Search engine giant Google has introduced a new tool, Accessibility Scanner for iOS, which is intended to make it easier for building iOS applications that house visually-impaired and hard of hearing users. The company’s Accessibility Scanner for iOS, or GCSXScanner assists to explore, debug, and fix common accessibility issues in iOS codebases. According to the company, developing an app can be a time-consuming process, in particular when it involves human analysts. While a new capability is being built, often there a range of iterations of code changing, creating, launching, and trying out the new feature. But it’s faster and easier to fix accessibility issues with the feature if they can be spotted during the developer is working with the new feature.
GCSXScanner is an Objective-C library that sits in an iOS app’s process, and it’s available on GitHub in open source. Installing it overlays a tappable, draggable Perform Scan button atop the target app that kicks off a scan for bugs. The tool largely utilizes GTXiLib, a library that comprises various built-in checks for accessibility issues, but also supports an extensible plugin framework for adding custom tests. The tool’s announcement came out a day after the search engine company launched Lookout, an app for Pixel smartphones which utilizes the same core computer vision technology as Google Lens to assist visually impaired users to see by pointing their phone at objects and making to the Company’s growing library of accessibility apps.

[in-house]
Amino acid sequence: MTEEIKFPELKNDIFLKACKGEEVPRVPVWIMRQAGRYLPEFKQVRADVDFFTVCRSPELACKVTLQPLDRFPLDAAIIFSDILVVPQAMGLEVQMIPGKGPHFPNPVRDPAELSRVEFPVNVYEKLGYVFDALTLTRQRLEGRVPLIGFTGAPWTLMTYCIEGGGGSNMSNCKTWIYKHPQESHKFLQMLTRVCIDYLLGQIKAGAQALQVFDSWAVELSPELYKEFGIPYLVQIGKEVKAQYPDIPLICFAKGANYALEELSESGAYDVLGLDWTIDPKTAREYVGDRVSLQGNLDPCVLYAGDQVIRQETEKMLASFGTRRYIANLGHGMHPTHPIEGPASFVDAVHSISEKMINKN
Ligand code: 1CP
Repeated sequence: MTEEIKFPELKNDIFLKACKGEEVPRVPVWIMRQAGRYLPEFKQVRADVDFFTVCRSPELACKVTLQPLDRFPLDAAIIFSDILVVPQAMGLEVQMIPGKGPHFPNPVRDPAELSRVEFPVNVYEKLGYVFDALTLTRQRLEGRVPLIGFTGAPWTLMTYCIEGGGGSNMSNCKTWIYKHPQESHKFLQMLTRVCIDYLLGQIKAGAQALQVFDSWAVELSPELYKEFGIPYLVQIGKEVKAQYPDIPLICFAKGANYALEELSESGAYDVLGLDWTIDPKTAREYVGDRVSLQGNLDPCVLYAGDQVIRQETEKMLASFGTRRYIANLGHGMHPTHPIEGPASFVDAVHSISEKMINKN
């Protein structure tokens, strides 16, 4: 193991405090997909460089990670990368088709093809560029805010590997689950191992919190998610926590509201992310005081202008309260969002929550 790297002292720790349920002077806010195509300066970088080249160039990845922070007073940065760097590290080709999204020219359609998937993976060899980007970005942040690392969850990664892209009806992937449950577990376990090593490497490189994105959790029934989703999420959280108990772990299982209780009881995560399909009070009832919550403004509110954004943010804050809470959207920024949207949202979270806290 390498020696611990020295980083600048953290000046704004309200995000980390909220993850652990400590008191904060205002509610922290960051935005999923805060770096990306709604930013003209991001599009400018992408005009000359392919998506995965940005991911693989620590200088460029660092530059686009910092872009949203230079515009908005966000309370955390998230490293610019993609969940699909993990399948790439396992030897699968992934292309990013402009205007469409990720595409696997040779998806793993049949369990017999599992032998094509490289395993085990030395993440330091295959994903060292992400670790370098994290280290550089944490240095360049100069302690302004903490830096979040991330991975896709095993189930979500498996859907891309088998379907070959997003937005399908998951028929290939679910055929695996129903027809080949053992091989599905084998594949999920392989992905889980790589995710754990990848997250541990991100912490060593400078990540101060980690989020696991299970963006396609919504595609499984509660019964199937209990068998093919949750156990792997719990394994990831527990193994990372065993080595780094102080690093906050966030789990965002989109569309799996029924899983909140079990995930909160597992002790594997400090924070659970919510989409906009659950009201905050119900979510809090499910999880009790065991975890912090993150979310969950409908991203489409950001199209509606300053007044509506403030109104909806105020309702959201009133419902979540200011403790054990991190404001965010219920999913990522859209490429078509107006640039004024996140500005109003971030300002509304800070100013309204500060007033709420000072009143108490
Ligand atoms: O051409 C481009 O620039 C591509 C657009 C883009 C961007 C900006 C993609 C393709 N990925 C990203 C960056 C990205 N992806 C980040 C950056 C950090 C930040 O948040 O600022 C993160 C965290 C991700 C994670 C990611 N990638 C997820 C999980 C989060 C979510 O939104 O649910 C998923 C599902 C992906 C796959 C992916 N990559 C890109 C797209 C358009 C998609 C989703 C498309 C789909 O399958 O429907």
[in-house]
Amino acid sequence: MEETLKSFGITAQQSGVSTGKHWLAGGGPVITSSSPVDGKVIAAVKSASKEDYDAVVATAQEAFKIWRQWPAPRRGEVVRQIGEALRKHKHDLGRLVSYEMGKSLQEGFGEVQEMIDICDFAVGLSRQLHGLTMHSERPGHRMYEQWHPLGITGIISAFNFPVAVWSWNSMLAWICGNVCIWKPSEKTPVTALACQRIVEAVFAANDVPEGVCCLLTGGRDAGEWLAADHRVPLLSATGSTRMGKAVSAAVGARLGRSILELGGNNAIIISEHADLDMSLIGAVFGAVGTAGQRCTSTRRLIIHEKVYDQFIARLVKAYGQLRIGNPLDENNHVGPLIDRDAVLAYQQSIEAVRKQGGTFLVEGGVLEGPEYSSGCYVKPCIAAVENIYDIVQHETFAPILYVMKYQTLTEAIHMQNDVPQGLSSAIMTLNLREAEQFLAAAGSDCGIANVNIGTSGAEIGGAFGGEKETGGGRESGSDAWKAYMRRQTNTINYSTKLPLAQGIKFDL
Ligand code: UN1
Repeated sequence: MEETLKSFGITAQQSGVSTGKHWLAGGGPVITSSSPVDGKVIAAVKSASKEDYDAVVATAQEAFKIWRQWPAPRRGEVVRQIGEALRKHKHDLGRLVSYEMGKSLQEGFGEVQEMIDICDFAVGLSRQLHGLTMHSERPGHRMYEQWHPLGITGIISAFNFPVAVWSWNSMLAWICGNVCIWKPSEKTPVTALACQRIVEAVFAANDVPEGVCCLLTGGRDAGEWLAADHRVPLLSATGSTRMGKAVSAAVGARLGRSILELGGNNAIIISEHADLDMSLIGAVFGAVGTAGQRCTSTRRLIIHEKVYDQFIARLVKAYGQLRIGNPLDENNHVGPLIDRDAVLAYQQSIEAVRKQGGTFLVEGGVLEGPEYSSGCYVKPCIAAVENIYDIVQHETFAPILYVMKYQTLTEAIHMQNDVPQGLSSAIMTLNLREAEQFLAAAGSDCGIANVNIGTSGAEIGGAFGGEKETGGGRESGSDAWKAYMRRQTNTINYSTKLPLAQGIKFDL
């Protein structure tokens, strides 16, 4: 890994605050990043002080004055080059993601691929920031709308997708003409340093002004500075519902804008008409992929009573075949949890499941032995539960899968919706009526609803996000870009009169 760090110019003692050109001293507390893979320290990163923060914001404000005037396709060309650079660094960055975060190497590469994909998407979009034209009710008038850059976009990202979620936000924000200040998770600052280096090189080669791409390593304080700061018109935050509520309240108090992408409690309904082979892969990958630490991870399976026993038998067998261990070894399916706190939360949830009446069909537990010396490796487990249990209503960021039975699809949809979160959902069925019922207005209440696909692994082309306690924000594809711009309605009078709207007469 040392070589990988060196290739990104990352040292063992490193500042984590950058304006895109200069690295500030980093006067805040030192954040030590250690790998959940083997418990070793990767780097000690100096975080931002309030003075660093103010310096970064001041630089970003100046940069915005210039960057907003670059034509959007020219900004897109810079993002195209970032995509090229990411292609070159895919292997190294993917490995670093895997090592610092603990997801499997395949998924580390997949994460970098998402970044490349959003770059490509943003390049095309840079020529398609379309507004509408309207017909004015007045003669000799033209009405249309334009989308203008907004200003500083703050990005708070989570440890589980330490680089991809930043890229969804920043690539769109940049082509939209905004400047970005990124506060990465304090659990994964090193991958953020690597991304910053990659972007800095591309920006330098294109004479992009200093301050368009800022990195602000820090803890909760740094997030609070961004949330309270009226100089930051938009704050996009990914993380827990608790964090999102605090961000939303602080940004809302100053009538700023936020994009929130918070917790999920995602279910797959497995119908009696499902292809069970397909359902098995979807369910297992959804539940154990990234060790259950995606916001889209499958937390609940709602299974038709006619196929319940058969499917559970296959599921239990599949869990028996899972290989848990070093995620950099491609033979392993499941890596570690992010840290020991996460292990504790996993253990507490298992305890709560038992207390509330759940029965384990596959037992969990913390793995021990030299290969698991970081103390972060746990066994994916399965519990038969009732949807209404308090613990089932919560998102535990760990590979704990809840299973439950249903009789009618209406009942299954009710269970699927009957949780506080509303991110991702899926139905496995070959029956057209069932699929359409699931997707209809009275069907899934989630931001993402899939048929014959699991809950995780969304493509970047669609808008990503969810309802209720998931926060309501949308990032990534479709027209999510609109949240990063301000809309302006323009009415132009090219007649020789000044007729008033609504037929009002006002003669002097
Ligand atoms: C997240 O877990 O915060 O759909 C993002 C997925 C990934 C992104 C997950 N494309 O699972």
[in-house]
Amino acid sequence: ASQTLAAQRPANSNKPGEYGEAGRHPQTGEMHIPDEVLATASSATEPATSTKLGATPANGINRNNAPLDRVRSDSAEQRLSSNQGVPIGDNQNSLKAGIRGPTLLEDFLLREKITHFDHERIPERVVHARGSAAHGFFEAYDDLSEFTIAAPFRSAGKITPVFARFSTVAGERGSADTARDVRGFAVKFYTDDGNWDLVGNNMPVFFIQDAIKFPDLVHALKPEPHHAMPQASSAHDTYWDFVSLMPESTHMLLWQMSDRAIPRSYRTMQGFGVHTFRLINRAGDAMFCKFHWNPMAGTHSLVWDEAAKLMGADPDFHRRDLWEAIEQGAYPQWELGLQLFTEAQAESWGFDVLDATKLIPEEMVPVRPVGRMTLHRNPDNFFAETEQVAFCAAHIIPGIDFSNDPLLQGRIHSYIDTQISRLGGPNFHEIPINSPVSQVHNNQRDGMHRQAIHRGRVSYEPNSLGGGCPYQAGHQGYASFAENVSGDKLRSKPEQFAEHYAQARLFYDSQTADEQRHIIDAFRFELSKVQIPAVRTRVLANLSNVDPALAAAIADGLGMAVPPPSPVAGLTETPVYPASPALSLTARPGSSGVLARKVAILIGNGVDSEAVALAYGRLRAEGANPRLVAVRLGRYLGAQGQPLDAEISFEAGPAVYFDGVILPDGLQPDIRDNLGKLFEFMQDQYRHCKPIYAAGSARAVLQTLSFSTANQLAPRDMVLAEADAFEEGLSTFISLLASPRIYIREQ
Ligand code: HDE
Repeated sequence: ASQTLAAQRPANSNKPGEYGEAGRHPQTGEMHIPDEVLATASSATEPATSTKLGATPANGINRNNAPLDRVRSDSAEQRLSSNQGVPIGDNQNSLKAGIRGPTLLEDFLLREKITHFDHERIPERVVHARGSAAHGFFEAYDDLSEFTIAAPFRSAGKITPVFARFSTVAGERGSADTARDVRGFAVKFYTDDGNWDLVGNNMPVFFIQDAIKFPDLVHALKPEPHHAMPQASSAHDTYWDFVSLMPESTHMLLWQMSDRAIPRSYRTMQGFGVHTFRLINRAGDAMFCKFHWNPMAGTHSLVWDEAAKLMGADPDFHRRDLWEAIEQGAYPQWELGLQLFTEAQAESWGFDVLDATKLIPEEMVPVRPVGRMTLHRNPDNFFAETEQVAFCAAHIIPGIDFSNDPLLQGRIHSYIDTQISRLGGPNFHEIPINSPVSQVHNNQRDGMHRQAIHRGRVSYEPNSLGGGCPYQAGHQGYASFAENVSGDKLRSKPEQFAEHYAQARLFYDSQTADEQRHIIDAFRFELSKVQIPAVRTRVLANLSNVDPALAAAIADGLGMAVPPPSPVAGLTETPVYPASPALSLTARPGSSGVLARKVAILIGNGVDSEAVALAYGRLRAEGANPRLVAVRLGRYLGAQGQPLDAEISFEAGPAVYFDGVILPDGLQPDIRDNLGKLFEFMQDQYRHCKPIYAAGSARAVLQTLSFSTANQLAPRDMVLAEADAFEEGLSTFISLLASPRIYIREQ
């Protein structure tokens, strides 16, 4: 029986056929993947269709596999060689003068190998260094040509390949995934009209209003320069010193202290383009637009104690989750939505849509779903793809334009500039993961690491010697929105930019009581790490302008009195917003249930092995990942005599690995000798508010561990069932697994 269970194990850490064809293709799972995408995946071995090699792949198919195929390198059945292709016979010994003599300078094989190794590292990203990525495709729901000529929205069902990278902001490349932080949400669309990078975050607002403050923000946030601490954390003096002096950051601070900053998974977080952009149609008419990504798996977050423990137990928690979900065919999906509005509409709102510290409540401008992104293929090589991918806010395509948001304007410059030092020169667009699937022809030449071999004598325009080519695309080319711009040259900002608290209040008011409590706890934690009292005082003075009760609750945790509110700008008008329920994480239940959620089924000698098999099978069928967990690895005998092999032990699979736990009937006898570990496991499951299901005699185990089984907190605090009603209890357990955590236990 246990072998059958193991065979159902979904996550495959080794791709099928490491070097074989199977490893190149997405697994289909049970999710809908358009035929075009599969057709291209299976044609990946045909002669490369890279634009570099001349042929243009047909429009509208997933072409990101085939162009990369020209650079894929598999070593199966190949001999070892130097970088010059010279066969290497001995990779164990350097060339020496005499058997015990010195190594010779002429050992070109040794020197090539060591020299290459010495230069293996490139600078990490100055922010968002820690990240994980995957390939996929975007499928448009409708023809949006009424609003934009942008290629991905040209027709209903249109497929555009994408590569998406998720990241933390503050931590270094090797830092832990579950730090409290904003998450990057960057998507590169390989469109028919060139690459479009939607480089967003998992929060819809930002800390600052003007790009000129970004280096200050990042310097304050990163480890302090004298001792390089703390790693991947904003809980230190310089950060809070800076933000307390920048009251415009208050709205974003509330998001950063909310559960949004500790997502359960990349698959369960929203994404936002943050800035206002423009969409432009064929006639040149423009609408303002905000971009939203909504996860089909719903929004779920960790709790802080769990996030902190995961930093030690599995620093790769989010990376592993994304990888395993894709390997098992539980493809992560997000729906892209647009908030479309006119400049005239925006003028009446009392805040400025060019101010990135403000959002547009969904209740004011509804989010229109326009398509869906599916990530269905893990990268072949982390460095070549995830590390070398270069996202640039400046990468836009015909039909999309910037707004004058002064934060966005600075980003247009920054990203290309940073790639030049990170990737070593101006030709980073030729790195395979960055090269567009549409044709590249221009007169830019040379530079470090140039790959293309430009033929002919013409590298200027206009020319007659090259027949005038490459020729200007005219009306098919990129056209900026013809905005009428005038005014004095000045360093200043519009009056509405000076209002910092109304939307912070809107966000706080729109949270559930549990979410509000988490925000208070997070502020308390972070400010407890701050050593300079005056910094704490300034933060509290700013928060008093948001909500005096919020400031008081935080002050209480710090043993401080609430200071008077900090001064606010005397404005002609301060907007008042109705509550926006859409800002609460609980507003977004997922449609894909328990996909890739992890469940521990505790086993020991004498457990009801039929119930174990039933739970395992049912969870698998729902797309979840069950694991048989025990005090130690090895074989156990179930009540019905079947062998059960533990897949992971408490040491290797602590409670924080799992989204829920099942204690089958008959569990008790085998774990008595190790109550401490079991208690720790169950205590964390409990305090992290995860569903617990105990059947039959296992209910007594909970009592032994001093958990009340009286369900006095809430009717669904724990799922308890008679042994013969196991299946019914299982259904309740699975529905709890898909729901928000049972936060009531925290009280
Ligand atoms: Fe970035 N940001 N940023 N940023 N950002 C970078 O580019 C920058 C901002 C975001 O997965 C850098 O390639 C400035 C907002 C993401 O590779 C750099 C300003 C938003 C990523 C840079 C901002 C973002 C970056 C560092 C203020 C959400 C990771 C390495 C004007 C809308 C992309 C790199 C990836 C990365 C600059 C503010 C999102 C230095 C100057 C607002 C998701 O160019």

Moreover, in January, it was reported that Google released Live Transcribe and Sound Amplifier to transcribe speech and amplify sounds using Machine Learning algorithms. Moreover, the company debuted an app, named Voice Access, last year that replaces touch screen tap interactions with voice equivalents.